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Advent Two - The Good News

The gospel of Mark begins with these stirring words: “The beginning of the good news of Jesus Christ.” (Advent Two. Isaiah  40:1-11; Mark 1:1-8) With these sparse words we are told that all we are about to hear and see and experience is part of the good news that this one, Jesus, is the news of God’s promises of old coming to fulfilment among us now!

You may like to consider what I wrote three years ago.

In referencing the prophet Isaiah Mark is letting us know that this Jesus we are about to meet is the culmination of the faithfulness of God, the promises of comfort and redemption that have kept the people going through times of plenty and of exile. In this holy one we are going to see God at work, God present among us and as one of us, in a way that not even our forebears did. With a few brushstrokes as it were Mark lets us know that God’s mercy and faithfulness were always leading us here.


The language of “good news”, Son of God, and preparing straight paths also references the Roman Empire for this is the language that would have been applied to the Emperor (son of God) and the “good news” was that the Empire brought peace through victory over others. They were also well known for building straight roads through conquered regions. The first hearers of this story would have recognised both the reference to the prophet and a challenge to the claims of the Empire. We should hear both as well.


In the story of John the Baptiser we are told that this Jesus the Christ is imminent but that we need to prepare for him. John calls upon the people to repent, to have their hearts and minds change directions, to be ready to meet him. And Mark reports John as making it clear that he is merely preparing the way but is not the way himself, although it seems that many were his disciples for some period of time.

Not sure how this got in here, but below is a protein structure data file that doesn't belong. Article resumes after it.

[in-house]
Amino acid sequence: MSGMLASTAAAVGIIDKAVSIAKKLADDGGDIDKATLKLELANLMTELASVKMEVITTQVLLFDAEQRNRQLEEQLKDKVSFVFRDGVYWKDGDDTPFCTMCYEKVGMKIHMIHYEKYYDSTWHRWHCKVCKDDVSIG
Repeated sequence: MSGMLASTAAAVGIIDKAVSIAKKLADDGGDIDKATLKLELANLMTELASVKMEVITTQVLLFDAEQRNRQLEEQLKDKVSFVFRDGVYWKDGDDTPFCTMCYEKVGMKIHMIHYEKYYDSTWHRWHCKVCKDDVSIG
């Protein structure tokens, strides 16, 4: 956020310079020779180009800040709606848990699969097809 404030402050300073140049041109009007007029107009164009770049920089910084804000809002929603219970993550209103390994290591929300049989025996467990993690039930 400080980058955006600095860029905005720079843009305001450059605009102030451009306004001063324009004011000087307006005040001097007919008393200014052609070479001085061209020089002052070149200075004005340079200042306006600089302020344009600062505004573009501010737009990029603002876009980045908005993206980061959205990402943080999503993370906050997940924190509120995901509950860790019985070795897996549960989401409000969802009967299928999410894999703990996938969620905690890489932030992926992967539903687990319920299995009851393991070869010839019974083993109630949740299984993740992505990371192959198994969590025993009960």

And for us in this time we too need to hear and be encouraged by the reminder that what happened in and through Jesus in his earthly life was and is part of the great sweep of what we sometimes call ‘Salvation History’. Or more simply that God has always been companioning God’s own creation and reaching out in mercy and tenderness, always correcting and encouraging, challenging and enticing, through prophets and priests, kings and servants, faithful handmaids and warriors, and now most fully in the person of Jesus. We, who are wearied or confused, distracted or divided, can hear again words of comfort and challenge so that we are reminded of how lovingly we are sought and kept company.


And we too need to hear how different the kingdom of this Jesus is to the Empire. Sometimes in nominally Christian cultures we are lulled into imaging that the same priorities that run the economy and political landscape are somehow the same as kingdom values. But we should not assume that. We need to be awake and watchful always discerning if the way our society is organised is truly a reflection of the values of the kingdom. Many of our Christmas traditions are delightful but we should not imagine that culture and gospel is the same thing.


And while Advent prepares us for the remembrance of the birth of baby Jesus and the joy and promise of this season Advent is even more about the advent of our God among us. So soon after the Reign of Christ we cannot forget the demands that this once infant brings into our lives. That is Advent brings its challenges just as John the Baptiser challenged his contemporaries and while uncomfortable this too is part of Advent. What do our hearts and minds need to repent of, change directions on? What indifference to stranger and neighbour do we need to re pent of, change directions on? Or what sense of overwhelm and despair do we need to give up so that we can be a beacon of hope in such a dark world? What materialism or overwork do we need to turn from?


This is the season of the beginning of the good news. Hope is rising again. Peace is our calling. Joy is waiting for us. Love beckons. Let our hearts and minds be turned toward the things of God. Let us help prepare the way for the coming of God in our time and place.

Even so, come Lord Jesus the Christ, come prepare our hearts and minds to receive you.



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